By Claire Georgiou, Reboot Naturopath, B.HSc ND
Grapefruits are certainly known for their weight loss benefits and are commonly associated with weight loss diets. They find their way into many weight loss plans including ideas like half of a grapefruit with a boiled egg or the grapefruit diet which included a serving of grapefruit whole or as a juice with each meal to speed up the metabolism and kickstart the weight-loss process. Once considered a myth, it now has science backing up its true health benefits.
Grapefruit has a long list of health benefits and due to its ability to alter pathways in the liver it can also cause increased concentrations of some medications and should be consumed with caution or not at all (more on this later).
The nutritional content of a grapefruit is impressive with 1 grapefruit offering 85 calories, 2g of protein, 77mg of vitamin C, 30mcg of folate, 330mg of potassium, 28mg of calcium, 21mg of magnesium, 2.3g of soluble fiber, vitamin B1 and B6, along with a long list of specialized antioxidants and plant compounds that offer an array of health benefits. The pink and red varieties also contain carotenoids which includes lycopene and beta-carotene.
The benefits of grapefruits seems endless but here are some well-known benefits:
A study at the Nutrition and Medical Research Center at Scripps Clinic in San Diego included 100 obese people who were divided into 3 groups.
No other changes were made to their diets. The results showed that the grapefruit consumers lost an average of 3.3 – 3.6 pounds in the 12 weeks while the non-grapefruit group didn’t lose anything sufficient. They also found that the insulin levels were lower in the grapefruit groups which is associated with improved weight loss and improved blood sugar control which reduces the risk of diabetes and cardiovascular disease.
Another study involving 91 obese people showed that grapefruit consumption significantly reduced body weight by an average of 3.5lbs over 12 weeks with significant reduction in post insulin readings, some even lost 10 pounds. There were no other changes made.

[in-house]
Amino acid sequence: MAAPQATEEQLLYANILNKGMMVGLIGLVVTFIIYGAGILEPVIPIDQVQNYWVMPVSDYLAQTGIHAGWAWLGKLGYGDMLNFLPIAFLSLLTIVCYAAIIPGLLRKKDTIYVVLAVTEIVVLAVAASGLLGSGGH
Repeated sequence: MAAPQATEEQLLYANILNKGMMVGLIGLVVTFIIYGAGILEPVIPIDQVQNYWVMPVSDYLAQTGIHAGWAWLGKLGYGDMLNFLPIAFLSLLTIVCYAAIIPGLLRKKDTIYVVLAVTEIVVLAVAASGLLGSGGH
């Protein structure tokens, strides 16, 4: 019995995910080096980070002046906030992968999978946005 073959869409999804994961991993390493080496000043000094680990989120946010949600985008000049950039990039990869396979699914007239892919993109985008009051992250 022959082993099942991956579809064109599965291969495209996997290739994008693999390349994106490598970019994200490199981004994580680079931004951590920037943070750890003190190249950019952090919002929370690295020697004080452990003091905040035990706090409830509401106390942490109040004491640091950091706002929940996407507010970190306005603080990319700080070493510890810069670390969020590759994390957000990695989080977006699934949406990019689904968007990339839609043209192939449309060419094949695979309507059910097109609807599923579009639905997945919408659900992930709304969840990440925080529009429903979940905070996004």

Grapefruit contains specialized antioxidants such as naringenin, that has shown to improve insulin sensitivity and helps to maintain a healthy weight. Scientists found that naringenin makes the liver burn fat instead of storing it. It has been demonstrated that grapefruit helps to lower insulin levels and it was shown in one study that grapefruit worked just as well as metformin in lowering blood sugar levels with a 13% reduced fasting blood sugar level.
Animal studies indicate that consuming grapefruit juice with fatty meals reduces the weight gain that can be associated. There was an 18% reduction in weight gain compared to the group that consumed sweetened water, these results also included lowered blood pressure and insulin readings.
With the increased sensitivity to insulin and better blood sugar control the cells become more receptive and food is more efficiently burnt as fuel which also supports a more regulated appetite.
Consuming grapefruit regularly may be associated with better insulin sensitivity. When insulin is elevated it tends to utilize calories into stored fats and inhibits the body’s ability to burn fat so further perpetuates weight problems. This effect also has the added bonus of reducing the likelihood in the development of type 2 diabetes.
Due to the high soluble fiber of pectin in grapefruits, this type of fib0re is helpful for the elimination of cholesterol via the bowel. A study at the Hebrew University in Jerusalem showed that eating 1 red grapefruit daily after 30 days reduced LDL cholesterol by 20.3%, a yellow grapefruit lowered it by 10.7%, while eating no grapefruit made no changes. The triglycerides also decreased by 17.2% with the red grapefruit while it reduced by 5.6% for the yellow grapefruit.
Due to the antioxidant and the high potassium content, consuming grapefruit helps to support vascular dilation, modulates blood sugar levels, supports weight loss, and lowers LDL cholesterol and triglycerides which all works towards protecting your heart health.
Due to the sourness of grapefruit, it is believed to support bile production combined with the soluble fiber content, grapefruit can certainly get things going.
Due to the big boost in natural vitamin C and other antioxidants, this fruit offers health promoting benefits to the immune system in the fight against infections. One grapefruit offers more than 120% of your daily recommended vitamin C. There are other health benefits which include anti-cancer, reduced incidence of kidney stones, liver support and HCV prevention. Preliminary lab tests show that naringenin, a compound found in grapefruit, may curb the spread of the hepatitis C virus by 80%.
Grapefruit consumption has the potential to interact with many medications that could cause harm, so if you are taking any medications it is best to speak to your doctor before including grapefruit in your diet.
An article published in the Canadian Medical Association Journal highlights more than 85 possible medicines that can interact with grapefruit, with 43 of these having potentially serious consequences. Here is a list of medications where there is a potential interaction with grapefruit. These include high blood pressure medication, statins, some antibiotics, anti-clotting medications and more.
Here are some of my favourite grapefruit juices: